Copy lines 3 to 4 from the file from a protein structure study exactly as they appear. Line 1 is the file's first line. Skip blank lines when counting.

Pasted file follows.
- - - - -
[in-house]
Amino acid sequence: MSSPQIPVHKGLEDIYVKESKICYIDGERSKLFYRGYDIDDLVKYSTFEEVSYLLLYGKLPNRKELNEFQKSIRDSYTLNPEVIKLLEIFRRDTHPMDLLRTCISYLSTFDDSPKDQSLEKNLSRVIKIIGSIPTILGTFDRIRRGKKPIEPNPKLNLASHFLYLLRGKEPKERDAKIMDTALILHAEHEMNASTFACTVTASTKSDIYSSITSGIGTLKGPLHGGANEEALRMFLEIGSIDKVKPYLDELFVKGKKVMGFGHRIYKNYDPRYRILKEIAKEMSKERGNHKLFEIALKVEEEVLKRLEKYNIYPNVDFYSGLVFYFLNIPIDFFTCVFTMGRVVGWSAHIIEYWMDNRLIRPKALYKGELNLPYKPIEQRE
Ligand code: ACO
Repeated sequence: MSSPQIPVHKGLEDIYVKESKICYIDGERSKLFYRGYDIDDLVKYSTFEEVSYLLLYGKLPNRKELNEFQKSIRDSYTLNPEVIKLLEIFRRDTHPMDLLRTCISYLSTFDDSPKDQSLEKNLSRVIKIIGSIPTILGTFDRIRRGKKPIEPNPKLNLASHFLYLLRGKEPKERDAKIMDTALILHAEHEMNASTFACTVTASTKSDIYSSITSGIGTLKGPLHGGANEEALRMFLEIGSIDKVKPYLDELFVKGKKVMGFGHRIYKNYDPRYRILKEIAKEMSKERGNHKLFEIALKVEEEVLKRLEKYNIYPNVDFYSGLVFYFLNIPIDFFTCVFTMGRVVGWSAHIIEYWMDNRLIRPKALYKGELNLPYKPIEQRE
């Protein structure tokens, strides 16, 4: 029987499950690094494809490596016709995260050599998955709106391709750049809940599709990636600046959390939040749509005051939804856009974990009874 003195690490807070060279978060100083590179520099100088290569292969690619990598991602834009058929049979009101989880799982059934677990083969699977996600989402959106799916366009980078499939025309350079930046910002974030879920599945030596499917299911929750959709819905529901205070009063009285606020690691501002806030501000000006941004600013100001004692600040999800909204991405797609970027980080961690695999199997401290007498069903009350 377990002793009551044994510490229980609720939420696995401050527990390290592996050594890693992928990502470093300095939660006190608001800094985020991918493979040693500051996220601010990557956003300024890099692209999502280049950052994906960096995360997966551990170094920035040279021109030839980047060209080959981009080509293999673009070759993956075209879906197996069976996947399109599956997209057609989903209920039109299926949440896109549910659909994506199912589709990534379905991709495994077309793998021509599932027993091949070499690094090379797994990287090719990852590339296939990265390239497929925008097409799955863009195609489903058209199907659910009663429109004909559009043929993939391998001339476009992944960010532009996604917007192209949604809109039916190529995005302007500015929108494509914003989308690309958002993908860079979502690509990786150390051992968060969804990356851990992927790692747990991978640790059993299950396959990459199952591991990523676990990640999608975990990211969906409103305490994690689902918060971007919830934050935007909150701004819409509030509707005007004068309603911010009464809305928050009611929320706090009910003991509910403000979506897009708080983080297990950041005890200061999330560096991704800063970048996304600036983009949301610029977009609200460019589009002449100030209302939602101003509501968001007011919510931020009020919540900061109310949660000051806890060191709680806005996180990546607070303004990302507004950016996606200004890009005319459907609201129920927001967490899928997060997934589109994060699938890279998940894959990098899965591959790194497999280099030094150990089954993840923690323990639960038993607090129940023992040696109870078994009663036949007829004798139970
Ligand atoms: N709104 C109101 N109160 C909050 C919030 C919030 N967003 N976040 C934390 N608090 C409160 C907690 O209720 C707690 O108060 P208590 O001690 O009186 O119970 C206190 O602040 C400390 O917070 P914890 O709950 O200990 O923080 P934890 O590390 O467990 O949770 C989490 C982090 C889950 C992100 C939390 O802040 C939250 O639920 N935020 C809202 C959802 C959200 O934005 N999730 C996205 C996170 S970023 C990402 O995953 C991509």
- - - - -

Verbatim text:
Ligand code: ACO
Repeated sequence: MSSPQIPVHKGLEDIYVKESKICYIDGERSKLFYRGYDIDDLVKYSTFEEVSYLLLYGKLPNRKELNEFQKSIRDSYTLNPEVIKLLEIFRRDTHPMDLLRTCISYLSTFDDSPKDQSLEKNLSRVIKIIGSIPTILGTFDRIRRGKKPIEPNPKLNLASHFLYLLRGKEPKERDAKIMDTALILHAEHEMNASTFACTVTASTKSDIYSSITSGIGTLKGPLHGGANEEALRMFLEIGSIDKVKPYLDELFVKGKKVMGFGHRIYKNYDPRYRILKEIAKEMSKERGNHKLFEIALKVEEEVLKRLEKYNIYPNVDFYSGLVFYFLNIPIDFFTCVFTMGRVVGWSAHIIEYWMDNRLIRPKALYKGELNLPYKPIEQRE